And Away We Go: in brief
Terrence McNally's play, written specially for the Pearl, hopscotches through history to look backstage at theater troupes from ancient Greece to modern Coral Gables. Jack Cummings III directs.
And Away We Go: theater review by Diane Snyder
Actors actually bend down to kiss the stage at the start of Terrence McNally’s thespians-through-the-ages tribute And Away We Go. But forgive them their indulgences. A funding crisis postponed the premiere of this play, which McNally wrote for the Pearl’s resident acting company, so the metatheatrical gesture isn’t as precious as it could seem. One might not be quite so understanding of the author, however. The Tony-winning playwright loosely knits together a series of sketches for a play that’s lovingly made, but not an exemplar of craftsmanship.
It’s set at theaters around the world and at various points in history, from ancient Athens to present-day America, as they face challenges ranging from censorship to revolution. It’s also a prime opportunity for the six-person ensemble, who’ve spent their Pearl careers feasting on the classics, to show their range in under two hours, with nary a costume change. Although company veterans Rachel Botchan, Dominic Cuskern, Sean McNall and Carol Schultz all shine, it’s nonmembers Donna Lynne Champlin and Micah Stock who deliver the finest performances.
Accents veer from British, in an Elizabethan segment featuring original Shakespearean actor Richard Burbage and his family, to French, for a slice of 18th-century commedia dell’arte. The excitement of the first reading of The Seagull in 1896 Moscow segues into the misery of those involved in the 1956 American premiere of Waiting for Godot—at the Coconut Grove Playhouse in Florida, starring Bert Lahr. Members of a contemporary troupe (not unlike the Pearl) facing dire financial circumstances step in and out of scenes, before time periods intersect and cross-pollinate in a crescendo of theatrical history.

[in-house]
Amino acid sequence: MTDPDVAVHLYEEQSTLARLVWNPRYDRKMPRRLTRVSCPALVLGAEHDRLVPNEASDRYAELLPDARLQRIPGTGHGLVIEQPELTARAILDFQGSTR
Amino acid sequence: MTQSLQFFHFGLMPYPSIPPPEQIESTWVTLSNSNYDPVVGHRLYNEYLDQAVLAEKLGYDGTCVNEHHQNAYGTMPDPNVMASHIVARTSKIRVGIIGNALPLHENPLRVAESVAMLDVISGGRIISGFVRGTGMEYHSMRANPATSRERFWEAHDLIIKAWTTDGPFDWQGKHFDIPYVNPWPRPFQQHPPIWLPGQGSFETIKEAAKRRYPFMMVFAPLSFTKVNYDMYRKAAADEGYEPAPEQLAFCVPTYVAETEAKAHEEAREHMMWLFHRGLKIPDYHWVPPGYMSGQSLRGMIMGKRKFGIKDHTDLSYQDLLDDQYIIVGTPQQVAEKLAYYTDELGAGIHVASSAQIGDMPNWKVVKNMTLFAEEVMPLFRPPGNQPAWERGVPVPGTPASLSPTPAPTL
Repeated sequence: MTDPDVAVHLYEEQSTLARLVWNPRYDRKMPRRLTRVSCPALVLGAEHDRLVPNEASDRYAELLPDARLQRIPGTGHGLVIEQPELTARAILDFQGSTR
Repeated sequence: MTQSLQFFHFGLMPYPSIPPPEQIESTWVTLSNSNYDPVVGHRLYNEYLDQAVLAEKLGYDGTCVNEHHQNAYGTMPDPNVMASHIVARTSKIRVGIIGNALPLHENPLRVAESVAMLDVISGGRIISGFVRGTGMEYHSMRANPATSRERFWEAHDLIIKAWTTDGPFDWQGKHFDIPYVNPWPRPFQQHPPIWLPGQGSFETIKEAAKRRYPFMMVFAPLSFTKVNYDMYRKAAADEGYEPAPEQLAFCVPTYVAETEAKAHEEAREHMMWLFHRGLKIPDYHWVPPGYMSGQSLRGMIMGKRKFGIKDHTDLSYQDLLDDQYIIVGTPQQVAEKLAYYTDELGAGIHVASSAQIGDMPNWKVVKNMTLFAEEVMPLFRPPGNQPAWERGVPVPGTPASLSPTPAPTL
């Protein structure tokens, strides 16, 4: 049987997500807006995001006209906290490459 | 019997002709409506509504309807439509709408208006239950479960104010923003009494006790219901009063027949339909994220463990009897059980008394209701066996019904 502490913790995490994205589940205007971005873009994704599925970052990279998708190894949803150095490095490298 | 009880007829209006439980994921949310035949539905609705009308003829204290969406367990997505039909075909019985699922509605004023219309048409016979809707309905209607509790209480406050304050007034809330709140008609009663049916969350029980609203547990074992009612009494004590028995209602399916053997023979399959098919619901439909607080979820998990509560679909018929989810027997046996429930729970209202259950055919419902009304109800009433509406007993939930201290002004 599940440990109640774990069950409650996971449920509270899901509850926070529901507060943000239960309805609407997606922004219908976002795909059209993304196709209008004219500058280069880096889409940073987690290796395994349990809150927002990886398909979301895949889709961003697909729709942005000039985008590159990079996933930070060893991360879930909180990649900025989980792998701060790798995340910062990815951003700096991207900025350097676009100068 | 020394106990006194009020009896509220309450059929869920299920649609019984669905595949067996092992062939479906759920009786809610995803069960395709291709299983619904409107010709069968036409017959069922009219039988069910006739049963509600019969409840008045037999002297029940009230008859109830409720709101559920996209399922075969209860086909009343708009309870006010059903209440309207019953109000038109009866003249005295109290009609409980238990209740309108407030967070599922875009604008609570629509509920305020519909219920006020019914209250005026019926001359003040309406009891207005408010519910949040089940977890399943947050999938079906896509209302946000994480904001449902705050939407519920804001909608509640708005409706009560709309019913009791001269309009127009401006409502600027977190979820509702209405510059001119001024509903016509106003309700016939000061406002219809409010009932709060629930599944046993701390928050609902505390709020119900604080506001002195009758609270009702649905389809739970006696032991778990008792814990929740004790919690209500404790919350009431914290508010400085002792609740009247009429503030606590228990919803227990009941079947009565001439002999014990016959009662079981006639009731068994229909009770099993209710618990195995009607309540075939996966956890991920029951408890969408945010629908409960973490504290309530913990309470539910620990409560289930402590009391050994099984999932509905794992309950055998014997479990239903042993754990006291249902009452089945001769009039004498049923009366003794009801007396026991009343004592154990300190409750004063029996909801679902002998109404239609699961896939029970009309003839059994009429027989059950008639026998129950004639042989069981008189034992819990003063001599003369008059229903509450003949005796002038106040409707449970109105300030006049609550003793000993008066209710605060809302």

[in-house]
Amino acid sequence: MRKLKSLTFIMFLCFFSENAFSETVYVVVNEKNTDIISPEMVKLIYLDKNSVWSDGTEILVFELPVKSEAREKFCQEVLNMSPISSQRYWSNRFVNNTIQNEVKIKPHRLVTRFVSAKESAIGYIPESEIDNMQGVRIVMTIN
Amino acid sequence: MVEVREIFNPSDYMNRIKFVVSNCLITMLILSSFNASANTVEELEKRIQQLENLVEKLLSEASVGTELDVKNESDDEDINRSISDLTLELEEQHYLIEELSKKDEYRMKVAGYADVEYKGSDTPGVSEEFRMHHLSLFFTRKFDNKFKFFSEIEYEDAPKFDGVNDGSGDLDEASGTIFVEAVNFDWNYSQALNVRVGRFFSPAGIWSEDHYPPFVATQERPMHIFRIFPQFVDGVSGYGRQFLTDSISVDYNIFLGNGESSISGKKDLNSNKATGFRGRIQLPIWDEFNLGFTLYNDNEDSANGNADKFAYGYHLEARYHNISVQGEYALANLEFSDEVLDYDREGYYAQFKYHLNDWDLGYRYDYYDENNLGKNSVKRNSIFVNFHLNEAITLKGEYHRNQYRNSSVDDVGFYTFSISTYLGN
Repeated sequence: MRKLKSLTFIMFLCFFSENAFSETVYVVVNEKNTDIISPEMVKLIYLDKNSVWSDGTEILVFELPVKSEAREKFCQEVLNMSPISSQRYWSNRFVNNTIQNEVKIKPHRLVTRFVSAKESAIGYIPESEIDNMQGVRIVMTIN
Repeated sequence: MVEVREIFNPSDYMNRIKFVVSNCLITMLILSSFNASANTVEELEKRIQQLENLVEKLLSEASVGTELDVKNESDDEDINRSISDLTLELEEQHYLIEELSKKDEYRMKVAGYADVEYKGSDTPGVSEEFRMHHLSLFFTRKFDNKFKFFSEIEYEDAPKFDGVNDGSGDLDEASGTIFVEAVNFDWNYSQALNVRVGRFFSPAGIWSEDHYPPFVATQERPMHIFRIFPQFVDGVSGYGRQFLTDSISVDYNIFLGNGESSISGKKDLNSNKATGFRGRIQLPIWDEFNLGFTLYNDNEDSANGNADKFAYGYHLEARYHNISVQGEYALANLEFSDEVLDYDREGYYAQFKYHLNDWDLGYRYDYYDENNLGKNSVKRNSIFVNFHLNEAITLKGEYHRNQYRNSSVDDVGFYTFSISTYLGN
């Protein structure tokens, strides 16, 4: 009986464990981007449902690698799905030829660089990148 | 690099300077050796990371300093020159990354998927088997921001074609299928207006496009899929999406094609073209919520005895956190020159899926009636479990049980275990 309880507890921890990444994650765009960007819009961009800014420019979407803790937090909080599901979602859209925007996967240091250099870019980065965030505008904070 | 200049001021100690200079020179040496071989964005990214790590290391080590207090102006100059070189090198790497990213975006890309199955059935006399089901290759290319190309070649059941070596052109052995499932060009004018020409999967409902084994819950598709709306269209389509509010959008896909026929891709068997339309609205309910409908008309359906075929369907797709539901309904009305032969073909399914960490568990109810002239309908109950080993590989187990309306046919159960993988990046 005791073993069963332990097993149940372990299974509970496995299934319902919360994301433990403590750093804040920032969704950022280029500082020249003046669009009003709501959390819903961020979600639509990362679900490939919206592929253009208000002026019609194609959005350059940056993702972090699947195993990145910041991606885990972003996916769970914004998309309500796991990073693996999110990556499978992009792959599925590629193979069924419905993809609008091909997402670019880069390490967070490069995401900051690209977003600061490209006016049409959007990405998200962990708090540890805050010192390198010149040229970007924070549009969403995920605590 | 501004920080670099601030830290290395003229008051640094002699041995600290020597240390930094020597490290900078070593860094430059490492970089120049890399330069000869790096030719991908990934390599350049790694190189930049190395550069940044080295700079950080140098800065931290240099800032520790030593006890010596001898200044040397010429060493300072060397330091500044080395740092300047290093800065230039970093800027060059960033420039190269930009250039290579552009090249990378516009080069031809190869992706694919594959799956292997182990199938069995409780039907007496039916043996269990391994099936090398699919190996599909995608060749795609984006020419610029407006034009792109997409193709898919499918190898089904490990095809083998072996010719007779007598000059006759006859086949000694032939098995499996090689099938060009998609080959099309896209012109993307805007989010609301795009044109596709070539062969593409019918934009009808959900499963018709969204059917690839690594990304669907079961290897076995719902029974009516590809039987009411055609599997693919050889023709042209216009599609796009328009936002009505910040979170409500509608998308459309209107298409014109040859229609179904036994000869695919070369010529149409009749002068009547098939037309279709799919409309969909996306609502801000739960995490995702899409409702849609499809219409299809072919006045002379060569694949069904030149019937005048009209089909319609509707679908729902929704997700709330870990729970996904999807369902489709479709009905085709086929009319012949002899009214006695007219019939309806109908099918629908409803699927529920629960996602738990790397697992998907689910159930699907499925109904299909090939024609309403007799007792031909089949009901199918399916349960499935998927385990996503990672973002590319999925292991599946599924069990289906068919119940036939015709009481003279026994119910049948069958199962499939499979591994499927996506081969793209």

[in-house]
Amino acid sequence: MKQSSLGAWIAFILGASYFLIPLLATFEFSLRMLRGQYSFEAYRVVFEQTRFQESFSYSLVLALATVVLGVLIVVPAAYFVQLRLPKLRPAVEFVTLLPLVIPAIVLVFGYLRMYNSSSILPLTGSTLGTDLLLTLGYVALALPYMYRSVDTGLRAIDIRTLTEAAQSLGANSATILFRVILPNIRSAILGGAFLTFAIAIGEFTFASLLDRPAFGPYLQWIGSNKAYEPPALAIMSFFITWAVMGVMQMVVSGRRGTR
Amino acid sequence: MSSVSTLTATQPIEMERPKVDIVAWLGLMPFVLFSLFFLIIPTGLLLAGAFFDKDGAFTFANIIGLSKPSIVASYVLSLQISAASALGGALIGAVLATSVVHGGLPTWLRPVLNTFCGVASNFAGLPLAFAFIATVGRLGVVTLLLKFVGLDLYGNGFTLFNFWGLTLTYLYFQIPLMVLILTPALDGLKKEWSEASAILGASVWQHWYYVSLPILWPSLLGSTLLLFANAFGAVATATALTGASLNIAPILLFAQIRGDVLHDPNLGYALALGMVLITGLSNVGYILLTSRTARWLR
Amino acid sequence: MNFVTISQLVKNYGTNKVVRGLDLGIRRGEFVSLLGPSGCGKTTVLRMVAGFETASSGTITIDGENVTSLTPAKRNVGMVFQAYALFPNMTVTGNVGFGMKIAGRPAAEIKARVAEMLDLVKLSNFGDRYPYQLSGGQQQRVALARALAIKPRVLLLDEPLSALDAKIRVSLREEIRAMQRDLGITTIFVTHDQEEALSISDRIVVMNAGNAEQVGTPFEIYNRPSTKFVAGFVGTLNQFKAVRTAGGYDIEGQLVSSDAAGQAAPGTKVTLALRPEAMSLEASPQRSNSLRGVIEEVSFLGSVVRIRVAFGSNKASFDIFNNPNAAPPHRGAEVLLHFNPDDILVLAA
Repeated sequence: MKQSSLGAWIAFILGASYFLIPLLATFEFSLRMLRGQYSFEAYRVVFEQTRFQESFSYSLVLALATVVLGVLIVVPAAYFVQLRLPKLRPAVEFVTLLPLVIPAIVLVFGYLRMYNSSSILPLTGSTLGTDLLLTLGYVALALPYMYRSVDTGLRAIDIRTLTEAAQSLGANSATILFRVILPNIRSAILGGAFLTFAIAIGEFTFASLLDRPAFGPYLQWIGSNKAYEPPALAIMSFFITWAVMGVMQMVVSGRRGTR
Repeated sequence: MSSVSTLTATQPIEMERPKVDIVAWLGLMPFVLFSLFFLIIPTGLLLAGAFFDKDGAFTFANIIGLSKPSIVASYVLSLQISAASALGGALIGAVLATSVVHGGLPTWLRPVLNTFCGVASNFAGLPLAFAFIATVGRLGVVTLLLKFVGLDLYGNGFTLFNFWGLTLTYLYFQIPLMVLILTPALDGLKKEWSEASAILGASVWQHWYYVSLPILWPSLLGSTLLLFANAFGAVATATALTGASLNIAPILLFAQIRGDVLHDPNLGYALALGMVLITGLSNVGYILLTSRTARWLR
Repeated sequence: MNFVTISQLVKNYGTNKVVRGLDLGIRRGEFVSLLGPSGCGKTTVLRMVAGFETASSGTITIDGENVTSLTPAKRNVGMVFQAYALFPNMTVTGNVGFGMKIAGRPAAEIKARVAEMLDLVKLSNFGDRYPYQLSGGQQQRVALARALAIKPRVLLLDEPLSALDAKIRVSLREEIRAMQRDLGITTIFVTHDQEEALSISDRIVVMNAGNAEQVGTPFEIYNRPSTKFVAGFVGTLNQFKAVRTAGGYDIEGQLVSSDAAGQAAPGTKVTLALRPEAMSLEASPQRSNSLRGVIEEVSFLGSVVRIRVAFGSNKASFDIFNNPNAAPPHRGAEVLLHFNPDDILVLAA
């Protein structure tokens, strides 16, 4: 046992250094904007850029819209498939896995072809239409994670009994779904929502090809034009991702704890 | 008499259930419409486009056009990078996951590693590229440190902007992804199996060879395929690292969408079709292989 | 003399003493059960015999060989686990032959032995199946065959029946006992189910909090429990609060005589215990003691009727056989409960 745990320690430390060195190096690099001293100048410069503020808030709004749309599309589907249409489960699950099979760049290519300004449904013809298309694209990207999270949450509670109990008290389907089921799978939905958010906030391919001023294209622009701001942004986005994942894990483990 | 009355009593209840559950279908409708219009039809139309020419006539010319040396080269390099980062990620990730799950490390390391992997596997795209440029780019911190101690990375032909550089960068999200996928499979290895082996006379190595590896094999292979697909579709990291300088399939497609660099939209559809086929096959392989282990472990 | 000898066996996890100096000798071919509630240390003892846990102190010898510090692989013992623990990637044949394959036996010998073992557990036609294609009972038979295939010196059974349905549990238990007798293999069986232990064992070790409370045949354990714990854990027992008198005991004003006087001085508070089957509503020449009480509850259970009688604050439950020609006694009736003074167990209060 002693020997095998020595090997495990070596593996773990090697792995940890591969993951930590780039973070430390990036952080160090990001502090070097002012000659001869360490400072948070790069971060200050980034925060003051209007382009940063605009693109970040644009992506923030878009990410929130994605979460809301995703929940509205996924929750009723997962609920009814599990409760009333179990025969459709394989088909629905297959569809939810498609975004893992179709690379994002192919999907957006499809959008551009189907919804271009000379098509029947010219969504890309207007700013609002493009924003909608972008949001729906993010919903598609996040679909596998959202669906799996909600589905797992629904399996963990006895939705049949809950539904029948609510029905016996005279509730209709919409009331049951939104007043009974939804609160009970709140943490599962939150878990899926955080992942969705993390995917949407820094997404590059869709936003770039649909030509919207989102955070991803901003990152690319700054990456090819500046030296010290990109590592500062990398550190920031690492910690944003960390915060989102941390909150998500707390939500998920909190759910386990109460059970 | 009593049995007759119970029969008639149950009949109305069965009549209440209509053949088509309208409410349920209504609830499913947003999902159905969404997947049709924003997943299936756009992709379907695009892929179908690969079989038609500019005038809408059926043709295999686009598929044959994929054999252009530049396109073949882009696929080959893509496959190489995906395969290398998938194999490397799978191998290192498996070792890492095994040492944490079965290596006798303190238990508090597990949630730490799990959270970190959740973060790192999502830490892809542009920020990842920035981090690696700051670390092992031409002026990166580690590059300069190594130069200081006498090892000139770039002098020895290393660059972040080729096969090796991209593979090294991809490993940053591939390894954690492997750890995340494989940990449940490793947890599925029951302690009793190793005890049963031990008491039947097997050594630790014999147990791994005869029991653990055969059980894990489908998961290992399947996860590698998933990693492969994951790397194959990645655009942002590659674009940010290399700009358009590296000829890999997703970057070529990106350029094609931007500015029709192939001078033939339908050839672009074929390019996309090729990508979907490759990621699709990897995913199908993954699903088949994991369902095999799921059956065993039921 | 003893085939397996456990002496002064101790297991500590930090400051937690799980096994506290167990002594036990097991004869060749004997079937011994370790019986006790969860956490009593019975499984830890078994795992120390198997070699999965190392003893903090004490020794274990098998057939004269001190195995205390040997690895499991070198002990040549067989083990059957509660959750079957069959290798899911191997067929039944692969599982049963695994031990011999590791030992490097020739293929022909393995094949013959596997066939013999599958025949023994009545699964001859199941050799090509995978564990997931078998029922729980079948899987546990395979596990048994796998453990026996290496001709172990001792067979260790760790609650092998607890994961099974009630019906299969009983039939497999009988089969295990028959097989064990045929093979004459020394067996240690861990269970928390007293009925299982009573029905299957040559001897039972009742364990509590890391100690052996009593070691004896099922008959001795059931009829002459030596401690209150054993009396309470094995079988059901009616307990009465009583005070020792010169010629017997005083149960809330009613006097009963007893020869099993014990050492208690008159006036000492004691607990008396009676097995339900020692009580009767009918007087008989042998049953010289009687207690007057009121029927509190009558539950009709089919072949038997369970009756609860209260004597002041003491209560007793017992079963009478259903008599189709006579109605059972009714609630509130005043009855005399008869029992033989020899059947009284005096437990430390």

There are some hearty laughs (remember the time Medea went onstage wearing a comedy mask?!?), and McNally gets in a dig at former romantic partner Edward Albee's vanity, but it’s easy to drown in the details without absorbing the resonance. Director Jack Cummings III, always adept at creating playful landscapes for productions, teams again with scenic designer Sandra Goldmark, who fills a vast, seemingly set-free space with assorted props, costumes and lamps, many dangling from the ceiling. It’s a beautiful cathedral to the endurance of theater, and a fitting tribute to the survival skills of the 30-year-old Pearl.—Theater review by Diane Snyder
Follow Diane Snyder on Twitter: @DianeLSnyder
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